The Shea Company itself was begun by Maurice A. Shea. The Times Recorder (Zanesville Ohio) – 21 October 1940 reported his death: “Maurice A. Shea Dies in New York. Funeral services for Maurice A. Shea, 60, operator of motions picture houses… were held Monday morning in New York city. Burial also was in that city. He died Saturday at the Harkness Medical Pavilion in New York following a brief illness. At various times Mr. Shea was manager for Will Rogers, Elsie Janis and Vernon and Irene Castle.”  Shea operated a theater enterprise with entertainments in New York, Ohio, Pennyslvania, and New Hampshire, and at his death he left a net estate of $1,068,003 an appraisal showed. (His gross estate was valued at $1,198,587). In the 1950s a dispute arose among the beneficiaries on how the estate and distribution was being handled.

Everyone who speaks about the theatre seems to have fond memories, from patrons to employees. The interior was lush, seated 2,130 customers, and except in one case where the theatre’s furnace apparently ceased working during a chilly showing of Dr. Zhivago, was warm and comfortable. William Mannion Jr.’s recollection: “I was an usher at the State and the Strand theaters in the 50’s. The State Theater was on The west side of Elm street south of Bridge street. The exits of the theater were on a small side street on the south side of the theater. The side street led down to the J.J. Moreau annex which burned down in a big fire. The theater had a very large lobby with the concession stand in the very center. The restrooms were on the balcony level accessible via two large staircases, one on each side of the lobby. The ushers used to get a kick out of sending the new concession girls to get the candy from the storage room under the stage because to get there they had to pass thru the air shaft for the air conditioner which had a massive fan that blew the air thru the shaft at around fifty miles per hour. Scared the hell out of them.”

There were several managers of the theater during its lifetime including (but not limited to) :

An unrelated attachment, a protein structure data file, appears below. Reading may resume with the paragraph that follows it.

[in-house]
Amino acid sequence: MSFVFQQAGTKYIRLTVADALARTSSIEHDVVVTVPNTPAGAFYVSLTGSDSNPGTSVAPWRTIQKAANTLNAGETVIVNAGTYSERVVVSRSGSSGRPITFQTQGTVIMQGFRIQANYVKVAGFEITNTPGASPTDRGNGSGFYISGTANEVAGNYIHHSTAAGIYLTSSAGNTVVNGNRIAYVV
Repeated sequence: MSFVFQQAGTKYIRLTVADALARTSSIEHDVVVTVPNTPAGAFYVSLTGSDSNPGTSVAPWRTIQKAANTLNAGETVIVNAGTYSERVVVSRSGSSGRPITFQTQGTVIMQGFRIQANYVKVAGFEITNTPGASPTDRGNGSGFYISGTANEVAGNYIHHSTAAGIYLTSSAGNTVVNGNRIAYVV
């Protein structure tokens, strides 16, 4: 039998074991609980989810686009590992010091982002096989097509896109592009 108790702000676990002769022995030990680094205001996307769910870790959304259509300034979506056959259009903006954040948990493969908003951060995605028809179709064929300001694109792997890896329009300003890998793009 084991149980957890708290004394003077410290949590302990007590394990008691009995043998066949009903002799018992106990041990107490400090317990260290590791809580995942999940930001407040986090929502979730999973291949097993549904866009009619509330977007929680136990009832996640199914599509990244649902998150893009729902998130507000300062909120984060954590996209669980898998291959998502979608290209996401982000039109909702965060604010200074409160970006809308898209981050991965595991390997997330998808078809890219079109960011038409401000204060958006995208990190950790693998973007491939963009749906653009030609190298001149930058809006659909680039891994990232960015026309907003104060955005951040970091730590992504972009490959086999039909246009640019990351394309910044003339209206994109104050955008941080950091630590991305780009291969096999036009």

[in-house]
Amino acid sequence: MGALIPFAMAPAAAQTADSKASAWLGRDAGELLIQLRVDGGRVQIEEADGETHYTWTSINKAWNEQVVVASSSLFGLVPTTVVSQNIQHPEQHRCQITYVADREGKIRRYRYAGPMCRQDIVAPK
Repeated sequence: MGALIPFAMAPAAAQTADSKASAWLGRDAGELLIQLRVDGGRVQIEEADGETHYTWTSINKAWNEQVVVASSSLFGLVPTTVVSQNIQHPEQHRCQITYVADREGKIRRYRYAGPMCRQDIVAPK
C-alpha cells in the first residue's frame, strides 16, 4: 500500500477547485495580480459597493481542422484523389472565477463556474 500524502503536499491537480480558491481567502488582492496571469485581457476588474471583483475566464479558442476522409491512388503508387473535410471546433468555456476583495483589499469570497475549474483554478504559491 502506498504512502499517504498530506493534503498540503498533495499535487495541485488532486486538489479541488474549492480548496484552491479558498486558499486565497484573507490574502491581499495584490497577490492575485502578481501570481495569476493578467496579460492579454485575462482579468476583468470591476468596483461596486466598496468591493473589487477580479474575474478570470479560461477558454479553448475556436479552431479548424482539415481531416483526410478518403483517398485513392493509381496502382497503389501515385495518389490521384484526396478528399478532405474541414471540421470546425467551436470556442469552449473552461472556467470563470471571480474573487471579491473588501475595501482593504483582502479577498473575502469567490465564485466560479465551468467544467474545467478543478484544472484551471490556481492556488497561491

Bernard L. Kearney (listed in 1940 Manchester City Directory as manager)
Fenton D. Scribner (Listed in 1941 Manchester City Directory as manager; August 25, 1955 Nashua Telegraph: Governor Lane Dwinell signing proclamation designating Sept 1 to September 15 as “Jimmy Time” and uring the people of its State to support the Jimmy Fund Drive. Looking on is State Chairman F.D. Scribner, manager of the State Theatre in Manchester).
Edward J. Fahey (manager 1118 Elm St in 1942-1949);  Nashua Telegraph, Oct 16, 1956 page 13: Edward Fahey Heads Theaters in Manchester. Edward J. Fahey has been appointed general manager of The State Operating Co. which embraces the State, Strand, Palace and Variety Theatres, the Pine Island Drive-In Theatre and Pine Island Park in Manchester, according to announcement by Gerald Shea, president of the State theatre interests. The announcement was made following a meeting of the board of directors in New York. Fahey joined the Shea company in 1933, serving as manager in Nashua, and was transferred to Manchester in 1941. Previously he had managed theatres for the New England Theatre Co. Paramount Theatre Co. and Warner Brothers Theatres.  In 1954 he was appointed manager of the Fulton Theatre in Pittsburgh, Pa, but when the Shea company purchased Pine Island Park, he was recalled to take over the project, as he had previously operated an amusement park before entering theatrical business.  Fahey will make his headquarters at the State theatre in Manchester.